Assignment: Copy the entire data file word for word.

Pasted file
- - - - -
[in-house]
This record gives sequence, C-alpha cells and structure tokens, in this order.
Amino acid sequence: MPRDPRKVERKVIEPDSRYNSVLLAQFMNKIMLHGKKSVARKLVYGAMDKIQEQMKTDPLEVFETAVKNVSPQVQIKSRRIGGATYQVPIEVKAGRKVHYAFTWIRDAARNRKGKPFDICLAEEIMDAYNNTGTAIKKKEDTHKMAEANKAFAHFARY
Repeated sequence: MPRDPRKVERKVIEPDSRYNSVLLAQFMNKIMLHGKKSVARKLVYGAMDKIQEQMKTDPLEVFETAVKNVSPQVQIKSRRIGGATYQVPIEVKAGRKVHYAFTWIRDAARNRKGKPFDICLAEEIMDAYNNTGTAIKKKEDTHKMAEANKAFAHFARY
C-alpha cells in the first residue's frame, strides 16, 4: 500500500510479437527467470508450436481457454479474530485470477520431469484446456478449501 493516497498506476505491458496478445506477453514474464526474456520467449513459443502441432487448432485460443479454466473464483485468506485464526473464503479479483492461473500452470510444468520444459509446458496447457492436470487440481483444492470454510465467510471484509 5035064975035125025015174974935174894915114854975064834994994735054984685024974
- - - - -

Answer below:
[in-house]
This record gives sequence, C-alpha cells and structure tokens, in this order.
Amino acid sequence: MPRDPRKVERKVIEPDSRYNSVLLAQFMNKIMLHGKKSVARKLVYGAMDKIQEQMKTDPLEVFETAVKNVSPQVQIKSRRIGGATYQVPIEVKAGRKVHYAFTWIRDAARNRKGKPFDICLAEEIMDAYNNTGTAIKKKEDTHKMAEANKAFAHFARY
Repeated sequence: MPRDPRKVERKVIEPDSRYNSVLLAQFMNKIMLHGKKSVARKLVYGAMDKIQEQMKTDPLEVFETAVKNVSPQVQIKSRRIGGATYQVPIEVKAGRKVHYAFTWIRDAARNRKGKPFDICLAEEIMDAYNNTGTAIKKKEDTHKMAEANKAFAHFARY
C-alpha cells in the first residue's frame, strides 16, 4: 500500500510479437527467470508450436481457454479474530485470477520431469484446456478449501 493516497498506476505491458496478445506477453514474464526474456520467449513459443502441432487448432485460443479454466473464483485468506485464526473464503479479483492461473500452470510444468520444459509446458496447457492436470487440481483444492470454510465467510471484509 5035064975035125025015174974935174894915114854975064834994994735054984685024974